P.S. - If anyone is serious enough and wants to take this SQLite server/client thing forward, be my guest. It will be nice to post on SourceForge or something like that, keep track of things, documentation, etc... I just do not have the time for it...
Using the code
While writing the libraries, I had to write a demo application to test them... so they are attached in the same solution. The solution basically includes: server classes, client classes, server app, and a client test app. If you want to use the code, just include the relevant library. Also, to compile the server library, you have to include the SQLite3 library/DLL/sources, which can be obtained from here. (The sqlite3.h file is expected at the subfolder ./SQLite/.)
Update 21/01/2008: Now the ZIP file comes with SQLite3 sources as well, because it seems like many users here just do not know how to go to the SQLite website, download sources, and include it in the project... I mean, guys! You cannot do that, but you can use SQL???
For the security part: the default mode of the server library is such that no authentication is required. Unless you write an authentication class and attach it to the server. What I did was write an interface class, which you should derive. In the server demo application, I created a class called
CINIAuth, which manages users/passwords/permission in an INI file. Of course, this is not the most secure way, but if you need more security, you can easily write a class which encrypts the passwords and store them wherever you like. (Heck! Even in a SQLite DB!)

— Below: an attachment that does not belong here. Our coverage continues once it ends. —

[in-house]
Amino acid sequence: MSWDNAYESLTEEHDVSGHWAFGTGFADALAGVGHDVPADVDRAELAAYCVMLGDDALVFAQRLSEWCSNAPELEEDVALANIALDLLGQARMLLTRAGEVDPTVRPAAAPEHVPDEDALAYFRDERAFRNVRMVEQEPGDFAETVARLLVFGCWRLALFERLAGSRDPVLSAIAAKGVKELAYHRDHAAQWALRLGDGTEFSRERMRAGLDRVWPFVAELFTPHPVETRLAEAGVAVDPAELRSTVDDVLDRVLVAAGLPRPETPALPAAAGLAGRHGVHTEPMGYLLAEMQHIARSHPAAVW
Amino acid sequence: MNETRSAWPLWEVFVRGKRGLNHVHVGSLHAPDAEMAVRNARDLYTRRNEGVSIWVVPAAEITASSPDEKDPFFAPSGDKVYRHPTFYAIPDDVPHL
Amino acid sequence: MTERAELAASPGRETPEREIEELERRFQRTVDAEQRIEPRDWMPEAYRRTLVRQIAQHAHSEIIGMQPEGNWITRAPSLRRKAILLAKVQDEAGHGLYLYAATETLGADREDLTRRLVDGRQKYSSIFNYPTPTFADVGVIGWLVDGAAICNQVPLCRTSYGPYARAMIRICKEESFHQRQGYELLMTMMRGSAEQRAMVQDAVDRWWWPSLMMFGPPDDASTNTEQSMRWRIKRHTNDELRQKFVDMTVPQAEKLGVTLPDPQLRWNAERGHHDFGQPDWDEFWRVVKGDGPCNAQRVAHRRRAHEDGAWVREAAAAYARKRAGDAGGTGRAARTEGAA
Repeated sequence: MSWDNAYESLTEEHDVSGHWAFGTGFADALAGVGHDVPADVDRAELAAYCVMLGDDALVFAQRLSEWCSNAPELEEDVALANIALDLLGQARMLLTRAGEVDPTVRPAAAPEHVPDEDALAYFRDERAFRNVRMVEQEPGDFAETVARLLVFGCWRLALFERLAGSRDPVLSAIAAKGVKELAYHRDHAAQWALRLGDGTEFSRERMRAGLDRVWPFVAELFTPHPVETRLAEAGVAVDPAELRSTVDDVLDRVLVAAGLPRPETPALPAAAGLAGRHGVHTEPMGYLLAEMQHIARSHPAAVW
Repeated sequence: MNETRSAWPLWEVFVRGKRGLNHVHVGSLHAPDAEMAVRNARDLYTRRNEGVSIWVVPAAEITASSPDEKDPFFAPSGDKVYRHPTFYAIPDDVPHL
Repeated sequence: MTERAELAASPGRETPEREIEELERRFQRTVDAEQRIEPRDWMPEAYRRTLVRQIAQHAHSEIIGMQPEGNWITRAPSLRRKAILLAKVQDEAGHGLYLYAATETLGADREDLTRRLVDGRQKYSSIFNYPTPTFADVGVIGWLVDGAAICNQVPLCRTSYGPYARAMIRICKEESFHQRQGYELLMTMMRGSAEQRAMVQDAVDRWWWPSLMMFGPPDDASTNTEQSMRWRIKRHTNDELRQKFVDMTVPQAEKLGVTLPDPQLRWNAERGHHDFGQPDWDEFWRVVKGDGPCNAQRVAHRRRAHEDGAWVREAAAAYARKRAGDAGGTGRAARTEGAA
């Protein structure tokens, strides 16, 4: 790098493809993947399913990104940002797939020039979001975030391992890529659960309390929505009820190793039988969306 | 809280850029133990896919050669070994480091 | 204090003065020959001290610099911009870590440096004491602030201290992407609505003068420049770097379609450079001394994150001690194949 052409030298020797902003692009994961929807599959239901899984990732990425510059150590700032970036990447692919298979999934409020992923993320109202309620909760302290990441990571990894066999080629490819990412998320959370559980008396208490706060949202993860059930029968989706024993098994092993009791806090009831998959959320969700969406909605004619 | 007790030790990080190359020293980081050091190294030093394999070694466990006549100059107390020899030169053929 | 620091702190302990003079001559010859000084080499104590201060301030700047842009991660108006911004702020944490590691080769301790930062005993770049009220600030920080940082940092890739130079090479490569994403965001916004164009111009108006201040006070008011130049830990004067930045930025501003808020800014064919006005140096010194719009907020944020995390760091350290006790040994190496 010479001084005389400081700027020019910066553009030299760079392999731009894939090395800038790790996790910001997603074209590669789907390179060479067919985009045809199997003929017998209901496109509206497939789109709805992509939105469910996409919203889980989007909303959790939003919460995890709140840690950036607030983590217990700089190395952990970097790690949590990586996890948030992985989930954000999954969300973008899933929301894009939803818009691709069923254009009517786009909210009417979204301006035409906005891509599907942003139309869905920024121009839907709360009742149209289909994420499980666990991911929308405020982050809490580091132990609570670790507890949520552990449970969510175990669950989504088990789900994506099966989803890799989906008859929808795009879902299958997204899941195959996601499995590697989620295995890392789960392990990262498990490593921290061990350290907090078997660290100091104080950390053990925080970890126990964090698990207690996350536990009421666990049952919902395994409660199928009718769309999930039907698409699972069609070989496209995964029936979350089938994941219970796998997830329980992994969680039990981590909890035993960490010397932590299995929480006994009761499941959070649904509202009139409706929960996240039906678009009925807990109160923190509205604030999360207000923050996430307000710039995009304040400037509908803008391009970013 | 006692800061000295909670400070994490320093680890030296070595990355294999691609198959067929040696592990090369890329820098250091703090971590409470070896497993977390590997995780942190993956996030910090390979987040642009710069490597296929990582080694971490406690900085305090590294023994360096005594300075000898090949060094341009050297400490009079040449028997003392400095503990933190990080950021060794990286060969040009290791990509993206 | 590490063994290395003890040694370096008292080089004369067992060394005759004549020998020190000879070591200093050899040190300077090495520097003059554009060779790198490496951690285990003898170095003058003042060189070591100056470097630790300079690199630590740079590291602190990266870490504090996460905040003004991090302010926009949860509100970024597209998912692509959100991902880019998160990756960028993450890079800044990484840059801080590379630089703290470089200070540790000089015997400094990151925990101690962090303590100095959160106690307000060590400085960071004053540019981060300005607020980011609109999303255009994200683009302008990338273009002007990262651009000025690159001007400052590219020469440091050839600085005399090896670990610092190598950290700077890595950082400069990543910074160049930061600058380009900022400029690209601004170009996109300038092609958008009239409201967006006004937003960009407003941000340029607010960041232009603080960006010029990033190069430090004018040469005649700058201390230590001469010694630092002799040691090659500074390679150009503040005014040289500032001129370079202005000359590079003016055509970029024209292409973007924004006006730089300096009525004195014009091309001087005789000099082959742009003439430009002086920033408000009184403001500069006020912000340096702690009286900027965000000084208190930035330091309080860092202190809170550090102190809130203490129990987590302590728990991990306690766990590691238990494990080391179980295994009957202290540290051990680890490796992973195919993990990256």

Update 21/01/2008: The server now encrypts the passwords with SHA512!
Update 21/01/2008: Now, the server can run as a service. It works as a tray icon, and accepts command line arguments:
- /instsvc - Install as a service.
- /remsvc - Uninstall service.
- /minimize - Minimize to tray on startup.
- /start - Start listening on startup.
- /port:[port_num] - Set server listen port to [port_num]. (Will not save this port to settings.ini.)
- /? or /help - This message.
The way I see it, all you have to do now is take a look at the code, and try it... So, go on!
Points of interest
"Did you learn anything interesting/fun/annoying while writing the code? Did you do anything particularly clever or wild or zany?" (www.codeproject.com)
Ouch, I hate that article-model of CodeProject. It is like they are forcing me to answer a stupid question like in those tests in high-school. Well, yes! I did learn something interesting - Win2K does not support IPv6 by default! And yes, I did learn something fun - I love SQLite! And another yes - the annoying thing is other people's memory leaks... :-)
Just kiddin', CodeProject, I love ya'!
- In the connections list, show connected username and open DB (if any is open).
- Allow to define DB aliases instead of using file paths (two different modes...).
- Enhance security: Add encryption for all communication. (Allow client to request encrypted/non-encrypted communication, and server to force encryption or configure the default mode).
- Allow client to request DBs' aliases available. (If the client has permission to request so, and if we are not in direct filenames mode.)
- Find the time to actually do these "TODO"s!